Use Of Spit And Bite Guards On Children And Young People Should Be Prohibited

The use of spit and bite guards by the PSNI on children and young people should be prohibited, according to the Police Ombudsman Marie Anderson.

She has published a report on her six month review of the deployment of Spit and Bite Guards by PSNI officers.

Spit and bite guards were introduced to the PSNI as an operational decision by the Chief Constable at the beginning of the Covid-19 pandemic. To ensure oversight of this new use of force available to police officers, the Police Ombudsman conducted a review of all deployments of Spit and Bite Guards.

The Police Ombudsman initially conducted a three month review from 25 January 2021 which was extended by a further three months and finished on 25 July 2021. Resource implications for the Police Ombudsman’s office have prevented further review.

During the review period, the Police Ombudsman was notified of every deployment of a spit and bite and her investigators considered the circumstances of the deployment and reviewed the Body Worn Video. The Police Ombudsman personally viewed the Body Worn Video of every deployment of a Spit and Bite Guard on a child or young person.

In her report on the review, the Police Ombudsman has presented a statistical analysis of the deployments. Seven deployments have resulted in referrals from the Chief Constable for further investigation and two deployments which led to the Police Ombudsman initiating an ‘own motion’ investigation of the circumstances. A number of investigations are ongoing.

During the review period, the Police Ombudsman also issued 14 policy recommendations to PSNI regarding issues which had been identified in her review of the deployments. These recommendations are included in the appendix to the report.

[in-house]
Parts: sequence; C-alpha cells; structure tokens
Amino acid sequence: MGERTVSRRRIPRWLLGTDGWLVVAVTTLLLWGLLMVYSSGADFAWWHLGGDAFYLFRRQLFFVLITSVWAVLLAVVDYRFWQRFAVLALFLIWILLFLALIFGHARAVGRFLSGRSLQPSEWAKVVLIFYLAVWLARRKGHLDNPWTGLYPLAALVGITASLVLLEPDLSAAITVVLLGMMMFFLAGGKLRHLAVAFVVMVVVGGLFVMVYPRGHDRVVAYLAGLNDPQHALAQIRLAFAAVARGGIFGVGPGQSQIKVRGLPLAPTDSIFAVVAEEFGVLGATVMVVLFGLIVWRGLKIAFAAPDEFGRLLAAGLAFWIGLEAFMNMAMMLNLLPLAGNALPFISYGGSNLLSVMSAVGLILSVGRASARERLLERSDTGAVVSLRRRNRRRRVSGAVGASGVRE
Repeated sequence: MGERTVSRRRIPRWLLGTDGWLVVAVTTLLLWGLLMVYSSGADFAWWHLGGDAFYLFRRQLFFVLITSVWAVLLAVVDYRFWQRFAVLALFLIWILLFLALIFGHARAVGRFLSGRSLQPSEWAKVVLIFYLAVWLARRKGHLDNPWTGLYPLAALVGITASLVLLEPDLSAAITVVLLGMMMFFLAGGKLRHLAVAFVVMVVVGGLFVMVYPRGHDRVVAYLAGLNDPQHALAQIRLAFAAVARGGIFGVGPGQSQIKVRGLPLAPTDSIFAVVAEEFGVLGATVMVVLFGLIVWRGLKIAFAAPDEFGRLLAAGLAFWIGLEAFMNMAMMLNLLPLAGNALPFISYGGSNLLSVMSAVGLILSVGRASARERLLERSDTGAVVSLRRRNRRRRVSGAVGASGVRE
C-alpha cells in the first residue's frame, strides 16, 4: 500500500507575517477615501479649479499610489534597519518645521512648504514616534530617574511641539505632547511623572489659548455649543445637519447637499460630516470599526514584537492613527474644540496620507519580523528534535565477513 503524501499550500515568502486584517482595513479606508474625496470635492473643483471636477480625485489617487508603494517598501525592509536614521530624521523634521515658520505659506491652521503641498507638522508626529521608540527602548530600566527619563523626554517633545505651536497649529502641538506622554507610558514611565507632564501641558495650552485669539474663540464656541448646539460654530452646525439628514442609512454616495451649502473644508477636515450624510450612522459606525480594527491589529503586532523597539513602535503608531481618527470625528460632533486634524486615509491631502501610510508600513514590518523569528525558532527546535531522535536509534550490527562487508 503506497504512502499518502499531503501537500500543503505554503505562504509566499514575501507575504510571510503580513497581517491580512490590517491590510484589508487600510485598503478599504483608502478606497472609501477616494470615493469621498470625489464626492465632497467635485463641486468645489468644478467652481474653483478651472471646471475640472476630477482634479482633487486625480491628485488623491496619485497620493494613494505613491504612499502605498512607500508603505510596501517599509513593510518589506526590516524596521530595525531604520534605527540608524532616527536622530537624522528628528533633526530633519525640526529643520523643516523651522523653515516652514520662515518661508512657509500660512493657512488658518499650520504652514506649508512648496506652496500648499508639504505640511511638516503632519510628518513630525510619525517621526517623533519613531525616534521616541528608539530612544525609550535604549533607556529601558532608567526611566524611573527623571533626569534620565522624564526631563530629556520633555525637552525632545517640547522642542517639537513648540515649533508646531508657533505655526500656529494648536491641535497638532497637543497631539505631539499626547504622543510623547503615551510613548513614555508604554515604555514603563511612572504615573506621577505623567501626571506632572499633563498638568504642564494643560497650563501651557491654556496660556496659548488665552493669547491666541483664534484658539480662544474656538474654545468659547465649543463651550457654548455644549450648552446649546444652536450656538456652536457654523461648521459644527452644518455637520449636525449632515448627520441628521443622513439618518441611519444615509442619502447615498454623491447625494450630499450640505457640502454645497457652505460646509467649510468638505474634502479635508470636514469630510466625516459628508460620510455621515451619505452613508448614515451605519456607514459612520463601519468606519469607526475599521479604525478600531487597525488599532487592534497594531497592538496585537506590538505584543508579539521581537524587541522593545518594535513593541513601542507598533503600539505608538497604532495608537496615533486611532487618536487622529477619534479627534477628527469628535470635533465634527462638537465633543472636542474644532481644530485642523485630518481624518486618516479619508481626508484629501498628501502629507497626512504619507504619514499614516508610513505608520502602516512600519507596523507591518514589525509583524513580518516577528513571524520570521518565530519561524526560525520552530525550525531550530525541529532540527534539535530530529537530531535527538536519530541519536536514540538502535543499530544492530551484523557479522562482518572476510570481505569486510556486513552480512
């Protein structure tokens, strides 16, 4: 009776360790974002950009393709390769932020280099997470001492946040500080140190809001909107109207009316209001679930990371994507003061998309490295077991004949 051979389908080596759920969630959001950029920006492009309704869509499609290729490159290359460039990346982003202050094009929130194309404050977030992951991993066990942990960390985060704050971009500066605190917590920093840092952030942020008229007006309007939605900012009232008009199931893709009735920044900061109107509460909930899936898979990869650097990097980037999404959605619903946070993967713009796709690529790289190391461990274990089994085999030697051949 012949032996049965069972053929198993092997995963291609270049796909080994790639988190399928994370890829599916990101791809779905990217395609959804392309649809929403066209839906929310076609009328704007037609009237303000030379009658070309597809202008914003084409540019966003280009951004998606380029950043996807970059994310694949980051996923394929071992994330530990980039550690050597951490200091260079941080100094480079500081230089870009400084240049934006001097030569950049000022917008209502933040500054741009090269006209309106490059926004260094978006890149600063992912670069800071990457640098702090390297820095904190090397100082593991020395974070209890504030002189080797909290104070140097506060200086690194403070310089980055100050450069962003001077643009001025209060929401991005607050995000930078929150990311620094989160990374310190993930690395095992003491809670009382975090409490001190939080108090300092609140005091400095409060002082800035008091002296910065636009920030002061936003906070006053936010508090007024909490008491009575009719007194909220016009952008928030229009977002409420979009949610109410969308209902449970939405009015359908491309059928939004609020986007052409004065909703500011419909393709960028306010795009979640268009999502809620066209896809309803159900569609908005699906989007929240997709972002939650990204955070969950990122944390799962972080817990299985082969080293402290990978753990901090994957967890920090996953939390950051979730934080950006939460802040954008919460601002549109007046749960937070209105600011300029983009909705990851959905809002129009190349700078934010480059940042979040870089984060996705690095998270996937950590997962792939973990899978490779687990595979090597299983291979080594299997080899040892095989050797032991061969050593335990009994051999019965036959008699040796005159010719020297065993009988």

The Police Ombudsman's key findings are outlined in the report. The Police Ombudsman’s review identified that, for the most part, the deployments of Spit and Bite Guards were lawful and proportionate. However, the review also identified areas of concern.

Mrs Anderson has set out her concerns about the deployment of Spit and Bite Guards on children and young people. She has also identified circumstances where, although the deployment of the Spit and Bite Guard has been appropriate, the Body Worn Video has demonstrated aggressive conduct by police officers. The Police Ombudsman has expressed her concerns about general conduct by police officers to the Chief Constable.

She said: "The findings of my review of the deployment of spit and bite guards are clear. In my view, the use of Spit and Bite Guards on children and young persons should be prohibited. However, my main concern is that a number of the cases in my review have highlighted a general trend in conduct by officers that is not related to the deployment of Spit and Bite Guards and is indicative of aggressive and, at times, oppressive and overbearing conduct. I acknowledge that the statistical base is limited, however the conduct I have viewed on video is a cause for concern."

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